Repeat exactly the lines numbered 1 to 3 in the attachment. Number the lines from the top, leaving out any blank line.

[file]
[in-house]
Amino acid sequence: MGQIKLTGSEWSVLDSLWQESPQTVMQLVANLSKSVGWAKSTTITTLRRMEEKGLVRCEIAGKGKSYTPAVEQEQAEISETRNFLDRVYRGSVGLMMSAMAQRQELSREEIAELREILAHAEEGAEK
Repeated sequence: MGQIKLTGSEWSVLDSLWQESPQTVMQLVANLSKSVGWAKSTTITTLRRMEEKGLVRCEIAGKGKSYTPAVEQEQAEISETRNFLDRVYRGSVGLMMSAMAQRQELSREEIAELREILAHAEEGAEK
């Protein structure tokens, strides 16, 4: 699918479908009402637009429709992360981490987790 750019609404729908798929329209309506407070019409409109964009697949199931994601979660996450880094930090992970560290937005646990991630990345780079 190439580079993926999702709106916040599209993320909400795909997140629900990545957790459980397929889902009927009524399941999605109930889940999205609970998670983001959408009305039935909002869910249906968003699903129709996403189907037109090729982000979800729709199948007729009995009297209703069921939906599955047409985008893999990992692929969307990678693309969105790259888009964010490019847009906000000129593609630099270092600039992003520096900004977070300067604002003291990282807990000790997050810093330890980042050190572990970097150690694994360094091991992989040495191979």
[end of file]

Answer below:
[in-house]
Amino acid sequence: MGQIKLTGSEWSVLDSLWQESPQTVMQLVANLSKSVGWAKSTTITTLRRMEEKGLVRCEIAGKGKSYTPAVEQEQAEISETRNFLDRVYRGSVGLMMSAMAQRQELSREEIAELREILAHAEEGAEK
Repeated sequence: MGQIKLTGSEWSVLDSLWQESPQTVMQLVANLSKSVGWAKSTTITTLRRMEEKGLVRCEIAGKGKSYTPAVEQEQAEISETRNFLDRVYRGSVGLMMSAMAQRQELSREEIAELREILAHAEEGAEK